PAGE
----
Our voices weave safe passage past threadbare spirits 
who covet our patch-work coat of love. 

It is a time of avenging:
As the spirit of our brother, our son, makes his journey
We stand with one fist raised and one palm open—
We look with an intent gaze and our chins up—
We speak with our voices clear and reveal our spirits true—
while the false and wicked cower before us,
We dare those others who would try to stop us:
We promise you, we say to them—
Our resolve is as sharp as our memory.
Eventually, we will sever your loose ends from our sky.
We will restitch justice in the fabric of the clouds,
and we will rethread hope with the rays of the sun. 

It is a time of renewal:
The earth meditates beneath the trees.
The trees gather their fallen leaves.
The birds stand on tiptoe at the summit's edge.
The wind stretches in the sky.
And our souls mend slowly within our delicate skins.
Our Brother—
Our Son—
Our tongues now have the strength to write your story into the air
And we wield its truth on our breath in this life
so that you may be at peace in the next. 

For You—
We will stand.
We will speak.
We will live.

Monday, May 10, 2010

Fong Lee Appeal, Wed, May 12


I've blogged about the Fong Lee case, helped to fundraise, tried to support the family, spread the word, and wrote poems.  Now the time is here: please support the Lee family as they seek an appeal of the verdict which acquitted their son's/brother's murderer.  Please help them seek justice.

There is a rally at the Federal Court Building in St. Paul, MN starting at 7am.  Please be there if you can.  If you know anyone in Mpls/St. Paul, please ask them to spread the word.

Details from the flyer are provided below.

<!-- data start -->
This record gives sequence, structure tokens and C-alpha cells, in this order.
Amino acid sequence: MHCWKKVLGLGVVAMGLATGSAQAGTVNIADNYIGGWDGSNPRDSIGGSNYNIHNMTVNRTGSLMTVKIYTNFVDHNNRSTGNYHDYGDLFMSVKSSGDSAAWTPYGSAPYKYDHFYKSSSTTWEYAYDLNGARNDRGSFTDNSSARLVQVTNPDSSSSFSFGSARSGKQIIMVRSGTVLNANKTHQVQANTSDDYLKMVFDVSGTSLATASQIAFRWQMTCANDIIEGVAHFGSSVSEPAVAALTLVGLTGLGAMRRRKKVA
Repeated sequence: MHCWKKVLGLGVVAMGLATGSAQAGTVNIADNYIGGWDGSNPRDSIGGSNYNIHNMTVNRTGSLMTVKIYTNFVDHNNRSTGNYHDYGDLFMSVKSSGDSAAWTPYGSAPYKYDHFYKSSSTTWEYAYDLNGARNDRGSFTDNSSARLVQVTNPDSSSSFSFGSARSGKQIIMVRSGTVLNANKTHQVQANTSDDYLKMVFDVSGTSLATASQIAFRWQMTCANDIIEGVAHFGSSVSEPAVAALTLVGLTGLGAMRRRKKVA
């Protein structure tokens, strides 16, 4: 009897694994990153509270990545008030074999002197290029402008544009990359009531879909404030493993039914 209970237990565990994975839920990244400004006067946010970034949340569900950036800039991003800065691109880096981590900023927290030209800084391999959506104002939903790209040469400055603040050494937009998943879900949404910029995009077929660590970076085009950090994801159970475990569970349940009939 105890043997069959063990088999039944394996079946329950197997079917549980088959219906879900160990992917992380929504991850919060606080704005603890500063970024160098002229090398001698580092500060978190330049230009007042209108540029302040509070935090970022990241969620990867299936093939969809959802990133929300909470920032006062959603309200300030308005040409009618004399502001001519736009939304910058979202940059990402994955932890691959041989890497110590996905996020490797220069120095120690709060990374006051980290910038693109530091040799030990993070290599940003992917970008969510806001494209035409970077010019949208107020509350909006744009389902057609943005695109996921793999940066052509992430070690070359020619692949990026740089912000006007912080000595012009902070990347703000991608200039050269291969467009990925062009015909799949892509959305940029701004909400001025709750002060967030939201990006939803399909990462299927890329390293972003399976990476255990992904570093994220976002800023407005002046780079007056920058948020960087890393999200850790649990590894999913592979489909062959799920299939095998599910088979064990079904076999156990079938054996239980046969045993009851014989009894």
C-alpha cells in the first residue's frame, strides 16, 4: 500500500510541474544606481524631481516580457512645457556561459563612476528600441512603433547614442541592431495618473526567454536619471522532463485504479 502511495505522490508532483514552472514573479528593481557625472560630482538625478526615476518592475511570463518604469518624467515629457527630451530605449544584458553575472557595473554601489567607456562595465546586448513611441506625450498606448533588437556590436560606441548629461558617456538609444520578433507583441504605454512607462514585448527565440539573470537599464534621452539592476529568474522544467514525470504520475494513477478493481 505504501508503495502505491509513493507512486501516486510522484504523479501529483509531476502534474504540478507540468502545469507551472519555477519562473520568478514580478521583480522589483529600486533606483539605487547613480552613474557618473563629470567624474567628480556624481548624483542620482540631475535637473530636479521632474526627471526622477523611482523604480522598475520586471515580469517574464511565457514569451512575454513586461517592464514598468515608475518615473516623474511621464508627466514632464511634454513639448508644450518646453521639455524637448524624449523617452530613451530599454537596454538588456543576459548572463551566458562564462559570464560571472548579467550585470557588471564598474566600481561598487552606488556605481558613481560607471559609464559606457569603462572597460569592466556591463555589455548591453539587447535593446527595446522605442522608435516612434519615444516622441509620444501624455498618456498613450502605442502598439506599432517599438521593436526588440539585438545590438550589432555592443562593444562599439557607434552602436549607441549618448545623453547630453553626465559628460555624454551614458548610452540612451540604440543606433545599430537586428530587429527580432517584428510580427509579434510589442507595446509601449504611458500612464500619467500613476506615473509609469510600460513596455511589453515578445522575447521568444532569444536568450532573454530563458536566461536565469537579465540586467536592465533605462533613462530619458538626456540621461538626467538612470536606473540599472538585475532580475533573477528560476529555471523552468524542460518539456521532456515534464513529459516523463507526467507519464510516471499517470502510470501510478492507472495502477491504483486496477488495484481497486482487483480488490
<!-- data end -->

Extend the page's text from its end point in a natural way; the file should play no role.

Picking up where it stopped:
In love, struggle, and solidarity,

Justice for Fong Lee
Appeals Process

Please join us in helping Fong Lee’s family
Find justice for their beloved son.  

 When: Wednesday, May 12, 2010
Time: 7am
Location: Federal Court Building
                316 N. Robert St.
                St. Paul, MN 55101

Citizens of all Communities and 
the Hmong Community!

Come and join us, "Voice of the people," 
in a Rally for Justice!
We are a group of concerned local citizens 
who believe that this case is 
another example of corruption, 
arrogance, bias, and violence 
displayed by the 
Minneapolis Police Department.

We Need YOUR Help!

Please contact us for further information.
Coordinator   or    Parents of Fong Lee
Janelle Yang         Noukai  Lee
952-201-0383       651-468-8995

Monday, May 03, 2010

In Celebration of Women, UPenn Bookstore, 5/6, 5:30pm

Hi beautiful people,

I will be performing solo with several other Philly-based female poets for the In Celebration of Women reading that will be this Thurs, May 6 at the UPenn Bookstore.  The reading begins at 5:30pm.  Admission is $7 general admission, and $5 for students, seniors and Mad Society members.

The UPenn Bookstore series is every first Thurs and is sponsored by In Light of Unity Association and Mad Poets Society. Proceeds from admission costs benefit a different charity each month.  May's proceeds will be donated to Domestic Abuse Project of Delaware County.

For this event, I will be highlighting my She poems.

Please check out for more info.

Hope to see you!
Love always,